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Harmful Alcohol Use Kills More Than 3 Million A Year Globally, New WHO Report Says

A report by the World Health Organization says more than 3 million people died in 2016 from harmful alcohol use.
A report by the World Health Organization says more than 3 million people died in 2016 from harmful alcohol use.

The harmful use of alcohol killed more than 3 million people in 2016, representing 1-in-20 deaths worldwide, a new study by the World Health Organization (WHO) says.

The Global Status Report on Alcohol and Health 2018, published on September 21 by the Geneva-based UN organization, also said that drinking rates in countries such as Russia, Moldova, and Belarus show signs of decline over the past decade.

The report said that globally, more than three-fourths of the deaths from alcohol use were among men.

“Far too many people, their families, and communities suffer the consequences of the harmful use of alcohol through violence, injuries, mental health problems, and diseases like cancer and stroke,” said Dr. Tedros Adhanom Ghebreyesus, the WHO director-general.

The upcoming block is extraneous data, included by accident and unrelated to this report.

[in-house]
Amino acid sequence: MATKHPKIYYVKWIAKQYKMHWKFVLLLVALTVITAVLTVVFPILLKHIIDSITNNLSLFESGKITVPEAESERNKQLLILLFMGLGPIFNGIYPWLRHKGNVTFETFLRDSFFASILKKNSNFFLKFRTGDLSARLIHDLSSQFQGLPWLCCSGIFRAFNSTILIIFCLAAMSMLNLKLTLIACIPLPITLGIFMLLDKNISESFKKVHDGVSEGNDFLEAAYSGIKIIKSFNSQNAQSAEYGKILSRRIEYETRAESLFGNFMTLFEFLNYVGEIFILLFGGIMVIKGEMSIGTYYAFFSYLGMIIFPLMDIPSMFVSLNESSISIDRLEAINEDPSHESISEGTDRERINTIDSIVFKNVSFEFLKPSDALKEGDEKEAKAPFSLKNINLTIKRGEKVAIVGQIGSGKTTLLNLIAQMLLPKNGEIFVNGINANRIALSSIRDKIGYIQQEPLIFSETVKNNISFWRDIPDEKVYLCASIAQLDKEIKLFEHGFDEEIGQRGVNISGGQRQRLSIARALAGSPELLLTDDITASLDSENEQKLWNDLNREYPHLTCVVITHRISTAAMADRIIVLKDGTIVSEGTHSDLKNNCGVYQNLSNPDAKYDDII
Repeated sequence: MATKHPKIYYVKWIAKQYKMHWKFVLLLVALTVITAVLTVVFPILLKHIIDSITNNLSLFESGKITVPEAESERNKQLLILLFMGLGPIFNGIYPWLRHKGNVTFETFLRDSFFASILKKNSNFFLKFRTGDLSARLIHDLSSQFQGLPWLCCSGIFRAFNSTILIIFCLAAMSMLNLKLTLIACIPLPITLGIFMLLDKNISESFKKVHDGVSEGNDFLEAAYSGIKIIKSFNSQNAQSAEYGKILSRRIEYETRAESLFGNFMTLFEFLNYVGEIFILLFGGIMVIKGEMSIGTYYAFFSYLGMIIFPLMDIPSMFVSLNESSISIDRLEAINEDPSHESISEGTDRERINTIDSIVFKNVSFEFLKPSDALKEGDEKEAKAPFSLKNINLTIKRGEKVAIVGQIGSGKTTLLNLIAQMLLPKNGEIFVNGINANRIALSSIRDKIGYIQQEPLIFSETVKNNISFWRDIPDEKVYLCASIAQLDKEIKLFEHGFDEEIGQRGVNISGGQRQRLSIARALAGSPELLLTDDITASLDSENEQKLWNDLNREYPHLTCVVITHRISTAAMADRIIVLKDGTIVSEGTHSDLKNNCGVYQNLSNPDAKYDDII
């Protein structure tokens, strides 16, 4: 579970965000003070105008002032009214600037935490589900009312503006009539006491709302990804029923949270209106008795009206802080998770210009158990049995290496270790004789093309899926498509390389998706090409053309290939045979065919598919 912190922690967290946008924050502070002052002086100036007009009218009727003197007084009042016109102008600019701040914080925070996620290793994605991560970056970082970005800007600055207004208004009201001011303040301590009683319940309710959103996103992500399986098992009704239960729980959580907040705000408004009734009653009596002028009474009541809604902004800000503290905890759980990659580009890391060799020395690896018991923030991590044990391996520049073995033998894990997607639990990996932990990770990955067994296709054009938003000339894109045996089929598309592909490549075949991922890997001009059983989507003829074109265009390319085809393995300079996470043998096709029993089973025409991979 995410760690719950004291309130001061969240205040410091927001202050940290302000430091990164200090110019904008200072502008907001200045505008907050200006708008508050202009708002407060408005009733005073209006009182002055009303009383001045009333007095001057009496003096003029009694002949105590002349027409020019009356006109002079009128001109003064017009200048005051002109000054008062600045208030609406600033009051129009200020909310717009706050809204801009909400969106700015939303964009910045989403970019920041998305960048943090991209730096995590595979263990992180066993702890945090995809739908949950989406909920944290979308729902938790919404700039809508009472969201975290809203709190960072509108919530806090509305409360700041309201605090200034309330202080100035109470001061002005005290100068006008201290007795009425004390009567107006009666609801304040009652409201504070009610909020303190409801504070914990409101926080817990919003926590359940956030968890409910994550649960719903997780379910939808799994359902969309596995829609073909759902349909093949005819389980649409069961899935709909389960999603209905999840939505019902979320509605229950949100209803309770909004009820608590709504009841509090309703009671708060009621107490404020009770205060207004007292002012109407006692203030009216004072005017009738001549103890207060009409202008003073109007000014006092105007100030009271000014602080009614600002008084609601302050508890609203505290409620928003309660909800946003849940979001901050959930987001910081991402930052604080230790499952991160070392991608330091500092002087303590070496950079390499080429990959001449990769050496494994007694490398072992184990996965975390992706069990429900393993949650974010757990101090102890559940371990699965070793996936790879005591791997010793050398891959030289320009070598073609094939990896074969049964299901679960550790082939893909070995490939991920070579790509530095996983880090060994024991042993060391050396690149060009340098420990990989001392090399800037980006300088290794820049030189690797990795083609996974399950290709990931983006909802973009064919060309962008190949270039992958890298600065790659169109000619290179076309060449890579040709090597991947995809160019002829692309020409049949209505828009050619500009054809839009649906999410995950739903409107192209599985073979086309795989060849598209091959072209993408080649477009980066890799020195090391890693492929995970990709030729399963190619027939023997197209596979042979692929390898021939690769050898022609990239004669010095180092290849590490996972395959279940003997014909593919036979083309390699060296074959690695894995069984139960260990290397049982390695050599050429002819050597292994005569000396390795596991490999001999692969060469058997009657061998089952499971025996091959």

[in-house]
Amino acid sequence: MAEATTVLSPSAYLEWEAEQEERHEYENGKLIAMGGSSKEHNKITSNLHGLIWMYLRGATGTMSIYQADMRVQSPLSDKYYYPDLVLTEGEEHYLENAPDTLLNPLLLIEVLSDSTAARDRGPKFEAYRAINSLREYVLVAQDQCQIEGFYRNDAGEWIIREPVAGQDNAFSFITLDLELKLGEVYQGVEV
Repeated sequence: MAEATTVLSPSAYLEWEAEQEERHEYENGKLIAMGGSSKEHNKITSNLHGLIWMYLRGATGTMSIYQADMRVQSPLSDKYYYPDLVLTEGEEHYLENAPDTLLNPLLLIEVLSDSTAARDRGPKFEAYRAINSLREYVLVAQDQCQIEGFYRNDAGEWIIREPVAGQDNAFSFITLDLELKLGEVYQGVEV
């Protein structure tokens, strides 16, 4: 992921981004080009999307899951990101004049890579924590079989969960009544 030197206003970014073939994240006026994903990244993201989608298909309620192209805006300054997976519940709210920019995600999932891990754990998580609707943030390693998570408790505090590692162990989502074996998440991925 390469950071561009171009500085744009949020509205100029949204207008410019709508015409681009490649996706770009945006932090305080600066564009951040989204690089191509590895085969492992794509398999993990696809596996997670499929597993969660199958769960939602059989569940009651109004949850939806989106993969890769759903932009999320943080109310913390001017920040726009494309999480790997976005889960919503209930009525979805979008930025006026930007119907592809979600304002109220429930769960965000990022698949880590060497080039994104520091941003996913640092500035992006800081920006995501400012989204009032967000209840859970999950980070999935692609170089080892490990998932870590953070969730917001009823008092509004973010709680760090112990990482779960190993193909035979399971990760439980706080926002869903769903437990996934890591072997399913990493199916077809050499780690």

Of the deaths, 28 percent were due to injuries, such as traffic accidents; 21 percent were from digestive disorders; 19 percent from cardiovascular diseases; and the rest from infectious diseases, cancers, mental disorders, and other health conditions, it said.

“Globally, an estimated 237 million men and 46 million women suffer from alcohol-use disorders, with the highest prevalence among men and women in the European region,” it said, adding that alcohol-use disorders are more common in high-income countries.

The report estimated that 2.3 billion people drink alcohol, with more than half of the population in three regions -- the Americas, Europe and the Western Pacific -- consuming alcohol.

In individual countries, the WHO said the sharpest decreases in consumption over the past decade were found in the formerly highest-consuming nations such as Russian (from 18.7 liters in 2005 to 11.7 liters in 2016), Moldova (from 21.6 liters in 2005 to 15.1 liters in 2016), and Belarus (from 15.3 liters in 2005 to 11.2 liters in 2016).

But it warned that “heavy episodic drinking” -- defined as 60 or more grams of pure alcohol on at least one single occasion at least once per month -- remained “very high” in Russia at about 60 percent of current drinkers.

The average daily consumption of those who drink is 33 grams of pure alcohol a day, the equivalent of about two 150-milliliter glasses of wine, a 750-milliliter bottle of beer or two 40-milliliter shots of spirits.

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